Yet, for the second time this year, the Cole County prosecutor, to whom the case was referred, has declined to file charges.
The case alleged Greitens had not been truthful on filings to the state regarding a donor list obtained from the charity, the Mission Continues.
Former Democratic Party Chair Roy Temple, who filed the case, stated he hopes a newly elected prosecutor will hear the case before the statute of limitations expires. Mark Richardson, the current Cole County prosecutor, lost his primary bid for re-election. This marks the second time Richardson declined to prosecute the former governor.
Amendment 1 – CLEAN Missouri Gains Endorsement
The League of Women Voters gathered this week in Springfield to endorse the measure.
The ballot initiative proposes to change several things about the way state government is run, by eliminating most lobbyist gifts in the general assembly. Additional issues include:
Democrat Claire McCaskill and Republican Josh Hawley Win Respective Primaries
Senator McCaskill won the Democratic field with just over 500,000 votes against six opponents, while Republican Hawley secured over 389,000 votes in a field of 10 opponents. For months, nearly every news outlet has identified McCaskill’s race among the closest Senate races in the country. McCaskill is defending the position she’s held since 2006 to balance Missouri’s Senate representation. To do so, McCaskill must court rural “Trump” voters while maintaining the support of her urban base – a delicate balance in a state that Trump won by almost 20 points.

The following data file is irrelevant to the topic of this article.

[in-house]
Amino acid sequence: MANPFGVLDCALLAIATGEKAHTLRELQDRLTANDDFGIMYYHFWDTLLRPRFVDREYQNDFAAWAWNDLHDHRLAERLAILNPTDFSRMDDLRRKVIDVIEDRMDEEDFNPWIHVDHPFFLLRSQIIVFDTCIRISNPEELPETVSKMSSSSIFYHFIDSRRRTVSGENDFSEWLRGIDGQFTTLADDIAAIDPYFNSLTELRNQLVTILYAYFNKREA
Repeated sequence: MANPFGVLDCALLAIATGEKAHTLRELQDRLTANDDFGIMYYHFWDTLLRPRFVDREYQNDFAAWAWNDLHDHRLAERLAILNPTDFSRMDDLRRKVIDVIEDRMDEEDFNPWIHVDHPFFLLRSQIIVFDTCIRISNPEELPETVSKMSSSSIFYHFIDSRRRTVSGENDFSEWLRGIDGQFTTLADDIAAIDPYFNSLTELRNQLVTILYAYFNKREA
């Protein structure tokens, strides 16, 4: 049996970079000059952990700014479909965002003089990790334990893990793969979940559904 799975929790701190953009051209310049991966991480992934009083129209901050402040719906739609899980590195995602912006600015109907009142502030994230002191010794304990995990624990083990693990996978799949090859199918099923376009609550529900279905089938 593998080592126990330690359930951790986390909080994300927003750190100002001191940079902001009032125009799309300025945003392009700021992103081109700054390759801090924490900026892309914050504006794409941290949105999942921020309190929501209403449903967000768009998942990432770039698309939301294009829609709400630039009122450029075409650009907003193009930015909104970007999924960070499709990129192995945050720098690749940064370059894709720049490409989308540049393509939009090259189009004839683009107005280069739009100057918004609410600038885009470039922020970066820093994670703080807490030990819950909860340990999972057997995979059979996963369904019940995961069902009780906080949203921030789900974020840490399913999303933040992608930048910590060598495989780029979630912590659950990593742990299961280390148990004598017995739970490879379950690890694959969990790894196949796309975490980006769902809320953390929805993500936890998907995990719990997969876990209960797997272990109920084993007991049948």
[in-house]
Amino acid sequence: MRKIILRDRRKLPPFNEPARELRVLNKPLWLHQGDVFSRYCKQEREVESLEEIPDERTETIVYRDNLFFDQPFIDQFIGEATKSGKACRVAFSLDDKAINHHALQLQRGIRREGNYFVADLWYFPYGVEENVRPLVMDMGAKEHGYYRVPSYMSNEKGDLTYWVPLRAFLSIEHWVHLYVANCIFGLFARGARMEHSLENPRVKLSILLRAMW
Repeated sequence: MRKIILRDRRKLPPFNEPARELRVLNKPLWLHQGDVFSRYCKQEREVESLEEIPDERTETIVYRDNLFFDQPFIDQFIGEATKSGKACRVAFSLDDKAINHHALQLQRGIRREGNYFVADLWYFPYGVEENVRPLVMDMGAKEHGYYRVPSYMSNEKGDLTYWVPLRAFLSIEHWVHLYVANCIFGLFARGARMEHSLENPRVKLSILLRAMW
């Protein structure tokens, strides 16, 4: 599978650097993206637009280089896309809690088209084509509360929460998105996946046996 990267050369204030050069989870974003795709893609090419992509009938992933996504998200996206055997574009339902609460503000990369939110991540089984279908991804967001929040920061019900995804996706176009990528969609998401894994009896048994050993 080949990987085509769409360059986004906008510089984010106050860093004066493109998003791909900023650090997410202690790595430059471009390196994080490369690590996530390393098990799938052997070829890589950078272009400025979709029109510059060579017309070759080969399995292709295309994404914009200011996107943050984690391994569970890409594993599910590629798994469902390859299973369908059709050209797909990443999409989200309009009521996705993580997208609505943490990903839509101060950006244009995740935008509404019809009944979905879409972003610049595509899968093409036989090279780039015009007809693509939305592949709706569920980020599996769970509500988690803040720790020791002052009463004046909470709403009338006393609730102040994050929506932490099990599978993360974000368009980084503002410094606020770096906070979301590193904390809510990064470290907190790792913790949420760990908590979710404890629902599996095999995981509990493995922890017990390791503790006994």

Fellow Democrats concede the difficulty of McCaskill’s position. Yet, Representative Emanuel Cleaver, another seasoned Missouri Democrat, stated it’s not impossible for McCaskill to pull it out. ‘“Missouri is an interesting place; it’s really a place where you have to show me,” Cleaver said, … It’s the state motto, but politics is real. I think people want to see her.”’
Cleaver believes McCaskill’s problem among African-American communities is easily fixable. Both he and other Democratic Party operatives say this seeming shift in voter loyalty isn’t necessarily Missouri Democratic voters moving more to the left. Instead, Missouri’s Democrats are part of a national trend of highly energized and revitalized activists than has been seen in many years.
On the Republican side, Hawley’s campaign was hampered by the scandals of the Greitens administration and some controversial remarks he made about women. However, with Greitens’ resignation, Hawley is free to focus on beating McCaskill and securing a second Republican seat in the US Senate.
For this tightly contentious race, the Missouri Republican Party has put forth a young, conservative attorney general to take on the seasoned McCaskill. A graduate of Stanford and Yale Law School, Hawley has criticized “political elites” in the vein of President Trump, who has visited Missouri and stumped for Hawley several times in the past year.